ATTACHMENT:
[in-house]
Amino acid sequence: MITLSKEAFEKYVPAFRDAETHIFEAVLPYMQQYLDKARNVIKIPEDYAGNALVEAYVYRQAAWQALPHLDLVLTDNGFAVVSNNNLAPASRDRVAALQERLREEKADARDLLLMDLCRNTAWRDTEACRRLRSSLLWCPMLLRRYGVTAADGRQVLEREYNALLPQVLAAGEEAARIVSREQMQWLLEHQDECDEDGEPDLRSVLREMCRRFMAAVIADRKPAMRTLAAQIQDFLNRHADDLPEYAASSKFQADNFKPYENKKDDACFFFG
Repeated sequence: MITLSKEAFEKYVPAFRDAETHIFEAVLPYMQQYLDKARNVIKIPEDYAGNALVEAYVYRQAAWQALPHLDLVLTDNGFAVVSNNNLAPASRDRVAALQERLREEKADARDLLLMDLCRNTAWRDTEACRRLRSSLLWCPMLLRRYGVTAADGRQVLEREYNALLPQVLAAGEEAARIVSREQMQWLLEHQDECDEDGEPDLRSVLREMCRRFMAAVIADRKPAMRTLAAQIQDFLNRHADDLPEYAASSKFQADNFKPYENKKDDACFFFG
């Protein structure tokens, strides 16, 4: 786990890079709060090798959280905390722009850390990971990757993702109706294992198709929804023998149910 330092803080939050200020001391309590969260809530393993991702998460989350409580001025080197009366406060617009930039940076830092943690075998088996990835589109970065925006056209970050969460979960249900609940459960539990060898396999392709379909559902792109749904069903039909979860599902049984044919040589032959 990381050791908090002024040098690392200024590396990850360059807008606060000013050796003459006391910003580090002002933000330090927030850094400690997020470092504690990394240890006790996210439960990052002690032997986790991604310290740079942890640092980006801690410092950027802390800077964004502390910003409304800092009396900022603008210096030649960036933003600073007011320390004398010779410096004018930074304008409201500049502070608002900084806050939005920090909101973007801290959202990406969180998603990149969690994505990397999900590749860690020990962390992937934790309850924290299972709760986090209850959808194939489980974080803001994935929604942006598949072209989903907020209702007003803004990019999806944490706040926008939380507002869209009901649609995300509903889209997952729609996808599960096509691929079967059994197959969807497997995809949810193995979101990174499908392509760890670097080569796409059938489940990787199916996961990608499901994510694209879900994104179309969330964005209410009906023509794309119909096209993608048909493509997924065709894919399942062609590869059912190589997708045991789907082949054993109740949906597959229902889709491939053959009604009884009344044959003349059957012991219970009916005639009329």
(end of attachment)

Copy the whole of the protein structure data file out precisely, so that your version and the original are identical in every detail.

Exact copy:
[in-house]
Amino acid sequence: MITLSKEAFEKYVPAFRDAETHIFEAVLPYMQQYLDKARNVIKIPEDYAGNALVEAYVYRQAAWQALPHLDLVLTDNGFAVVSNNNLAPASRDRVAALQERLREEKADARDLLLMDLCRNTAWRDTEACRRLRSSLLWCPMLLRRYGVTAADGRQVLEREYNALLPQVLAAGEEAARIVSREQMQWLLEHQDECDEDGEPDLRSVLREMCRRFMAAVIADRKPAMRTLAAQIQDFLNRHADDLPEYAASSKFQADNFKPYENKKDDACFFFG
Repeated sequence: MITLSKEAFEKYVPAFRDAETHIFEAVLPYMQQYLDKARNVIKIPEDYAGNALVEAYVYRQAAWQALPHLDLVLTDNGFAVVSNNNLAPASRDRVAALQERLREEKADARDLLLMDLCRNTAWRDTEACRRLRSSLLWCPMLLRRYGVTAADGRQVLEREYNALLPQVLAAGEEAARIVSREQMQWLLEHQDECDEDGEPDLRSVLREMCRRFMAAVIADRKPAMRTLAAQIQDFLNRHADDLPEYAASSKFQADNFKPYENKKDDACFFFG
């Protein structure tokens, strides 16, 4: 786990890079709060090798959280905390722009850390990971990757993702109706294992198709929804023998149910 330092803080939050200020001391309590969260809530393993991702998460989350409580001025080197009366406060617009930039940076830092943690075998088996990835589109970065925006056209970050969460979960249900609940459960539990060898396999392709379909559902792109749904069903039909979860599902049984044919040589032959 990381050791908090002024040098690392200024590396990850360059807008606060000013050796003459006391910003580090002002933000330090927030850094400690997020470092504690990394240890006790996210439960990052002690032997986790991604310290740079942890640092980006801690410092950027802390800077964004502390910003409304800092009396900022603008210096030649960036933003600073007011320390004398010779410096004018930074304008409201500049502070608002900084806050939005920090909101973007801290959202990406969180998603990149969690994505990397999900590749860690020990962390992937934790309850924290299972709760986090209850959808194939489980974080803001994935929604942006598949072209989903907020209702007003803004990019999806944490706040926008939380507002869209009901649609995300509903889209997952729609996808599960096509691929079967059994197959969807497997995809949810193995979101990174499908392509760890670097080569796409059938489940990787199916996961990608499901994510694209879900994104179309969330964005209410009906023509794309119909096209993608048909493509997924065709894919399942062609590869059912190589997708045991789907082949054993109740949906597959229902889709491939053959009604009884009344044959003349059957012991219970009916005639009329």